Bulgaria last year announced its intention to join the European Exchange Rate Mechanism (ERM II) and Banking Union, which is expected to pave the way for the country to join the Eurozone. A roadmap has been adopted with specific regulatory measures to be implemented, including the transposition of the EU's anti-money laundering Directives, namely Directive 2015/849 ("AMLD4") and Directive 2018/843 ("AMLD5").

A draft bill amending the Bulgarian Measures Against Money Laundering Act (the "AML Act") for the purpose of transposing AMLD5 (the "Draft Bill") has been adopted by the Bulgarian parliament in the first reading. It is expected to be voted into law in the coming months to ensure that, from the AML standpoint, there are no obstacles against Bulgaria joining the Eurozone.

Notable changes

To transpose AMLD5, the Draft Bill introduces a set of amendments to the AML Act, the most notable of which are as follows:

  1. Extension of the scope of entities obliged to apply AML measures so as to capture, among others, also cryptocurrency platforms, digital wallet providers, art galleries and other traders and intermediaries in the trade of artwork for transaction values of EUR 10,000 or more;
  2. The imposition of a ban on credit and financial institutions against opening or keeping anonymous bank accounts and safe deposit boxes;
  3. Reduction of the threshold of the maximum monthly limit of electronically stored money in payment instruments from EUR 250 to EUR 150;
  4. The creation of a list of public offices and functions qualifying as politically exposed (which may be publicly accessible);
  5. The Imposition of stricter requirements with respect to applying enhanced due diligence measures;
  6. The possibility of customer identification via electronic identification; and
  7. The obligation for beneficial owners to provide the required information.

Cryptocurrency platforms and digital wallet providers as obliged entities

To a large extent, most proposed amendments are fully in line with and do not go beyond the minimum requirements set down in AMLD5. Therefore, the Draft Bill envisages, among other things, including providers of exchange services for virtual currencies not issued by a central bank as well as providers of custodian wallet services in the list of entities obliged to apply anti-money laundering measures. Considering that the current wording of the Bulgarian AML Act already contains a broader list of obliged entities than originally required by AMLD4 (such as wholesalers, traders of weapons, petroleum and petroleum products, and non-profit organisations, to name a few), the Draft Bill's specification of entities newly obliged to apply anti-money laundering measures raises questions about the supervisory capabilities of the local authorities.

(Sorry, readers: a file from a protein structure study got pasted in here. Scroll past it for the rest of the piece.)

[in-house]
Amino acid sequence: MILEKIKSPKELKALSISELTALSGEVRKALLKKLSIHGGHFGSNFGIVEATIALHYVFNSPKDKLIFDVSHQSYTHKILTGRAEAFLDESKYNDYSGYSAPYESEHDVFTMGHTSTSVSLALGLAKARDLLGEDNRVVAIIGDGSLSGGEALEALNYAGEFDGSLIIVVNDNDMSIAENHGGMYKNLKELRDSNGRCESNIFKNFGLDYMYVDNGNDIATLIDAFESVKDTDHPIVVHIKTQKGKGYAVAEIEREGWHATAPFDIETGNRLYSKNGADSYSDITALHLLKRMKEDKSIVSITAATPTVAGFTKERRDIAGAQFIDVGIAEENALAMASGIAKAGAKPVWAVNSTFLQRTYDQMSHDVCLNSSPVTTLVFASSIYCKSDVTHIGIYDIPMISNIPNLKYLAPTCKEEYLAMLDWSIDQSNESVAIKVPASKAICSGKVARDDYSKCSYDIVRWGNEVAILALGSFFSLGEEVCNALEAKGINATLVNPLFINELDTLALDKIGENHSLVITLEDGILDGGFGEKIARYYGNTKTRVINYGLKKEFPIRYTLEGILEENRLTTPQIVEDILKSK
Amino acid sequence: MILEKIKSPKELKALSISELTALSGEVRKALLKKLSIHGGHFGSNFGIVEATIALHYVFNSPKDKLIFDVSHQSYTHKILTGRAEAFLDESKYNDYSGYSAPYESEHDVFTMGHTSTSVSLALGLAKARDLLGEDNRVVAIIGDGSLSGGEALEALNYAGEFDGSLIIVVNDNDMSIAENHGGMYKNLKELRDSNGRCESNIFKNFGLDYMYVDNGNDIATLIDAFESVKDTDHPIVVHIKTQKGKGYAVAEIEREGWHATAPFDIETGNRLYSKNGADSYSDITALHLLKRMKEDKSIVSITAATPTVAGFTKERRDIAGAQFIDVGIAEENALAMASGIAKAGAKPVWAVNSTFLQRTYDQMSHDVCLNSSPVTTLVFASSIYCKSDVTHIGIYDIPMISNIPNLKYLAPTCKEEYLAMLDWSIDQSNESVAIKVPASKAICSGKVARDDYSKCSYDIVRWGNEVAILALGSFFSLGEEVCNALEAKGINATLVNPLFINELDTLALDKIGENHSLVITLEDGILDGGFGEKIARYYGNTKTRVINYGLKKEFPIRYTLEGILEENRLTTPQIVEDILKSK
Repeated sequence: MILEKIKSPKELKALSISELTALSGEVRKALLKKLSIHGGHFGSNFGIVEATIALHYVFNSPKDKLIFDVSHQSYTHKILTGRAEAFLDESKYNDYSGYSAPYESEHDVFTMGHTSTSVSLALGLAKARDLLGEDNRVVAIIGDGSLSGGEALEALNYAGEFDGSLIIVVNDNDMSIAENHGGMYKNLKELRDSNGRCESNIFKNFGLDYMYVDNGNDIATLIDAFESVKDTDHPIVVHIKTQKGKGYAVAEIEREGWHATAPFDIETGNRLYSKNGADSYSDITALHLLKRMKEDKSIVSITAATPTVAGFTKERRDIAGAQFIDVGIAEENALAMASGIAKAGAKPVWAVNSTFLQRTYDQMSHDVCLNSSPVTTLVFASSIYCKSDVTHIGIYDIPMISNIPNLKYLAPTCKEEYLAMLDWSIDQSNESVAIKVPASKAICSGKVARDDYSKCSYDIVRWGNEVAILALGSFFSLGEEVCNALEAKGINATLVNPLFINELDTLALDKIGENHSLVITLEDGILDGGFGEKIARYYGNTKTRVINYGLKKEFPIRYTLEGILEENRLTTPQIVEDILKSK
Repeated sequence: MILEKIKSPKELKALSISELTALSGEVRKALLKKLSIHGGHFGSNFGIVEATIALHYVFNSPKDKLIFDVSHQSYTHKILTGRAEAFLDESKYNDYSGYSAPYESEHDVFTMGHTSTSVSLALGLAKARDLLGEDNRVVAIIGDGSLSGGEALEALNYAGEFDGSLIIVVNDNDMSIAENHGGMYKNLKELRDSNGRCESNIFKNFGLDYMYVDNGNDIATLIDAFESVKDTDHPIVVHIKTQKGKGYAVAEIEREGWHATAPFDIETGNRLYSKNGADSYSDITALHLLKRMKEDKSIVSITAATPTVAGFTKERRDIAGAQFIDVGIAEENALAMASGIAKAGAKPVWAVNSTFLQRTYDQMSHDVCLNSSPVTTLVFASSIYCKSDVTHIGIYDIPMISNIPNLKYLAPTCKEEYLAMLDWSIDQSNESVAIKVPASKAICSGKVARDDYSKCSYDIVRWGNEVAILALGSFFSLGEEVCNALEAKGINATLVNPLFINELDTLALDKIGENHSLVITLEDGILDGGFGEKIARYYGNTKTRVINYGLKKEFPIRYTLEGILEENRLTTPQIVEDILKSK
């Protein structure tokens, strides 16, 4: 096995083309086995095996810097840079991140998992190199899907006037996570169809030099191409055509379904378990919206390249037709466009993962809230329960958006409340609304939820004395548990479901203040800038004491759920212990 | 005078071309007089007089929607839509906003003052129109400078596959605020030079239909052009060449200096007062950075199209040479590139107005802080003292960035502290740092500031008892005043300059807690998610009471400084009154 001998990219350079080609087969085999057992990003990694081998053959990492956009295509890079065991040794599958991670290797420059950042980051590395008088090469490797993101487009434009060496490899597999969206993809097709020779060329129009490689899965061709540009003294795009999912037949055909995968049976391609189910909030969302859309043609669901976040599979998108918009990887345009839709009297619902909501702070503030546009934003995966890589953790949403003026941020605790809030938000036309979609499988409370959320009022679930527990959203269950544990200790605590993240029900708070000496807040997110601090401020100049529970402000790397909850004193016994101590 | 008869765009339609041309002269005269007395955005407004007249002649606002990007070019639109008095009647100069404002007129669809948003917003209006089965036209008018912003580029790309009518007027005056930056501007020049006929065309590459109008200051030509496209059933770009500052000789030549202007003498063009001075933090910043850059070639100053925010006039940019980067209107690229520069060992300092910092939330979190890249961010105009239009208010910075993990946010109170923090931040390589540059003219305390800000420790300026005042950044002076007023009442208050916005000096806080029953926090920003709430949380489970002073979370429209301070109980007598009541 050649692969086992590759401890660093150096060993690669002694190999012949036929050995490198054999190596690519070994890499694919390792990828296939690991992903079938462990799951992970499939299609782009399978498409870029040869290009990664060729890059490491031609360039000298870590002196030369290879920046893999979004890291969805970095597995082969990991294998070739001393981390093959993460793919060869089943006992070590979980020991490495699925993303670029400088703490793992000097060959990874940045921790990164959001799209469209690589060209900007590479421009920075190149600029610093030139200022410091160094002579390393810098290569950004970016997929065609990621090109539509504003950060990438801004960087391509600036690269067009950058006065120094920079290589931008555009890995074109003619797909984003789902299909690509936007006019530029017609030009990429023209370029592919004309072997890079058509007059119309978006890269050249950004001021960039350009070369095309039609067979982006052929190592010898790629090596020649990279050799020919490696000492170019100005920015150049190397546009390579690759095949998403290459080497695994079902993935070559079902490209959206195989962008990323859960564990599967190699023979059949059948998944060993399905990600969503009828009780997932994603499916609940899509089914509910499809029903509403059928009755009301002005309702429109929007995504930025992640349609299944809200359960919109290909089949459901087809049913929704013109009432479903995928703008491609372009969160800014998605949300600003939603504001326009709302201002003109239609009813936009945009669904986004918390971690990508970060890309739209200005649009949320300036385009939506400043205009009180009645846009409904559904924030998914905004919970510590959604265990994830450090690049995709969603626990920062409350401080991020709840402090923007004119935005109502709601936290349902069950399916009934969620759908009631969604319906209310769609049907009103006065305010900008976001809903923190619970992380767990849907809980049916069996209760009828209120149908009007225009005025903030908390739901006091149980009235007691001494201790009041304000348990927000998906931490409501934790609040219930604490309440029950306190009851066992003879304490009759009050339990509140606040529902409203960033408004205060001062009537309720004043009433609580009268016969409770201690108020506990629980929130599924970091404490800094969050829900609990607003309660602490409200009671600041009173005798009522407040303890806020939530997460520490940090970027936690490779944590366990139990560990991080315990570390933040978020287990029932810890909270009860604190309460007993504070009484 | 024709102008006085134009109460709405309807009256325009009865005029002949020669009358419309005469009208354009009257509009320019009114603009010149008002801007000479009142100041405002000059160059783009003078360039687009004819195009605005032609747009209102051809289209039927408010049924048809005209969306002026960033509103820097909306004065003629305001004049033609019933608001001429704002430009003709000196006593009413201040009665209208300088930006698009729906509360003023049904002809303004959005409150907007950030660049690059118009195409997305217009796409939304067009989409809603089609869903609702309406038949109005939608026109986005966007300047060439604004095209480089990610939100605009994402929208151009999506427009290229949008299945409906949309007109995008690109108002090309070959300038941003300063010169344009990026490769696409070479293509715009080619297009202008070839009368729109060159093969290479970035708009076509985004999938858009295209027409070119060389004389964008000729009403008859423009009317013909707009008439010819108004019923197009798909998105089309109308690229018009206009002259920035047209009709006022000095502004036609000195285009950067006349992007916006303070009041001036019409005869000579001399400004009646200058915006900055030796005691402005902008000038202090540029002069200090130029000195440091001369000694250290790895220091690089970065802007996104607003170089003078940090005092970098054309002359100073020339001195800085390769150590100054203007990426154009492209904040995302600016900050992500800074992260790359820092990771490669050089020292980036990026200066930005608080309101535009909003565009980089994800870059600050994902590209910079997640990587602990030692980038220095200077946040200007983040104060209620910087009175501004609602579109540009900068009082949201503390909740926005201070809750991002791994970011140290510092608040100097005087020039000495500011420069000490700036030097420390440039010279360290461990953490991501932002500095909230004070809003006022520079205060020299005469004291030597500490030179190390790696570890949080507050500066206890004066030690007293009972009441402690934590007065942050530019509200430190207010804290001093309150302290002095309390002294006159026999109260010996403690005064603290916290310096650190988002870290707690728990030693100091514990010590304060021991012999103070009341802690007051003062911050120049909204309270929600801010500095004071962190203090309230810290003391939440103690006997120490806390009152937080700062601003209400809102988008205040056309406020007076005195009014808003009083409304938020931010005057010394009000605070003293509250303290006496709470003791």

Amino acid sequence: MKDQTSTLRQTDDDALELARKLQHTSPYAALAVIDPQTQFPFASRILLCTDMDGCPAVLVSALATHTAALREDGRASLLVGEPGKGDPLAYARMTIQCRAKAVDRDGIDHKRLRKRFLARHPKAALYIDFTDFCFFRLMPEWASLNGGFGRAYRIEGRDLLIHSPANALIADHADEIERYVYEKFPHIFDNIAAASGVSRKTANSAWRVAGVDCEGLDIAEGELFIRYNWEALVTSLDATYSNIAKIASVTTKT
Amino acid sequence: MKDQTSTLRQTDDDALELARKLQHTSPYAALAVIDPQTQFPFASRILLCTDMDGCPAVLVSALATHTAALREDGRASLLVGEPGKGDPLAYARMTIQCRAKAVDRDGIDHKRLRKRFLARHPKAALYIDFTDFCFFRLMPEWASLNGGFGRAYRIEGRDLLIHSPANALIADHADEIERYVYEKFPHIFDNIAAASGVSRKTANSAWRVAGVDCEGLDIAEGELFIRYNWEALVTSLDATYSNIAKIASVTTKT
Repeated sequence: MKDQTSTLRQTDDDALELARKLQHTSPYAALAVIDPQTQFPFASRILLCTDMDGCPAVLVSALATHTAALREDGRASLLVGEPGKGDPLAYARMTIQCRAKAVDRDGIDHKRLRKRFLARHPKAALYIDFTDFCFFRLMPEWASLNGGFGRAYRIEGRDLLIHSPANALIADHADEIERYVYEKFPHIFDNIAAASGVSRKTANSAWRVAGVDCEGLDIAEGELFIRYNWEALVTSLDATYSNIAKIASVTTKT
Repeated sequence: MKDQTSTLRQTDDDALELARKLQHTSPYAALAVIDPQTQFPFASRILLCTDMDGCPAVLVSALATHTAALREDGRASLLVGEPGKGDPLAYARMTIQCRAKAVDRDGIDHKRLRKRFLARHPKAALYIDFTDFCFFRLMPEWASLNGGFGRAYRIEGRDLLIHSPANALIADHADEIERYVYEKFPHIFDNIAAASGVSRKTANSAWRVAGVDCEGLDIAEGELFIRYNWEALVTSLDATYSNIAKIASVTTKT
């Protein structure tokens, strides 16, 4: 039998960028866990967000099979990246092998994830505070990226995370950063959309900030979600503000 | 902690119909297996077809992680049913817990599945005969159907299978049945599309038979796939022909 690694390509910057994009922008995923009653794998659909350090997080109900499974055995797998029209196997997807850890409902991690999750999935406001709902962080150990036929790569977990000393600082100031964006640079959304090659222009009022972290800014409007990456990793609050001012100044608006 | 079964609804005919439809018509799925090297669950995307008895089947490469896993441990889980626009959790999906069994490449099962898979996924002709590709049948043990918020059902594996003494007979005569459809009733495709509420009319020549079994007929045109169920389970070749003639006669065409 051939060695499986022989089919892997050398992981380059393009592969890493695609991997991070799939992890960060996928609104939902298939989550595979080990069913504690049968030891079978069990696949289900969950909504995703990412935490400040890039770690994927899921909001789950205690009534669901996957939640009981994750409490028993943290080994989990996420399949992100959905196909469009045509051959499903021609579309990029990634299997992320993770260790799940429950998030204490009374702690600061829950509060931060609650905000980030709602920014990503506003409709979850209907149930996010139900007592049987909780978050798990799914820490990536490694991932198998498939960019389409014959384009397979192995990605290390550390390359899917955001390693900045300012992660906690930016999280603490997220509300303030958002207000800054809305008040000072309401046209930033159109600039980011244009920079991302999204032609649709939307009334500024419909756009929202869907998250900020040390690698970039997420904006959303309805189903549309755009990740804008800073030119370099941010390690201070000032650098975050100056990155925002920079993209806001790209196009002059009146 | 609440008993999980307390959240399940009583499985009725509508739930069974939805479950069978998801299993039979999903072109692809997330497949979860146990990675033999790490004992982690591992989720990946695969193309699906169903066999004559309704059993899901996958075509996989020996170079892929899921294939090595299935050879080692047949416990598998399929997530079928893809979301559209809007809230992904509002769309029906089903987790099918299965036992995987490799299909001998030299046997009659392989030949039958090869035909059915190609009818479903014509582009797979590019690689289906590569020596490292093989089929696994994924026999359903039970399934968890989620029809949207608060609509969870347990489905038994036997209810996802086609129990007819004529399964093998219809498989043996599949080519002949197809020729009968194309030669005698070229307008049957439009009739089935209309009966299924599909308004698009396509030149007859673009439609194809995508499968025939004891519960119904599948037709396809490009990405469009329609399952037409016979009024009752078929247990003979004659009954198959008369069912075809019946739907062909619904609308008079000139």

If the Draft Bill is approved in its current wording, Bulgaria-based platforms for the exchange of cryptocurrencies and digital wallet providers will be required to comply with the full scope of anti-money laundering and anti-terrorist financing measures. This includes, but is not limited to, carrying out risk assessments; performing know-your-customer checks; introducing and abiding by bespoke internal rules, policies, procedures and processes for the prevention and control of money laundering and terrorism financing; maintaining meticulous records; and reporting suspicious transactions to the competent authorities.

The Draft Bill also reciprocates the definitions of "virtual currencies" and "custodian wallet provider" in their entirety.

Register of cryptocurrency platforms and digital wallet providers

In line with AMLD5, it has been proposed that providers of exchange services between virtual currencies and custodian wallet providers shall be entered into a public register administered by the National Revenue Agency.

It is envisaged that the rules for this register shall be laid down in an ordinance to be adopted by the Ministry of Finance within six months from the entry into force of the Draft Bill.

The content of this article is intended to provide a general guide to the subject matter. Specialist advice should be sought about your specific circumstances.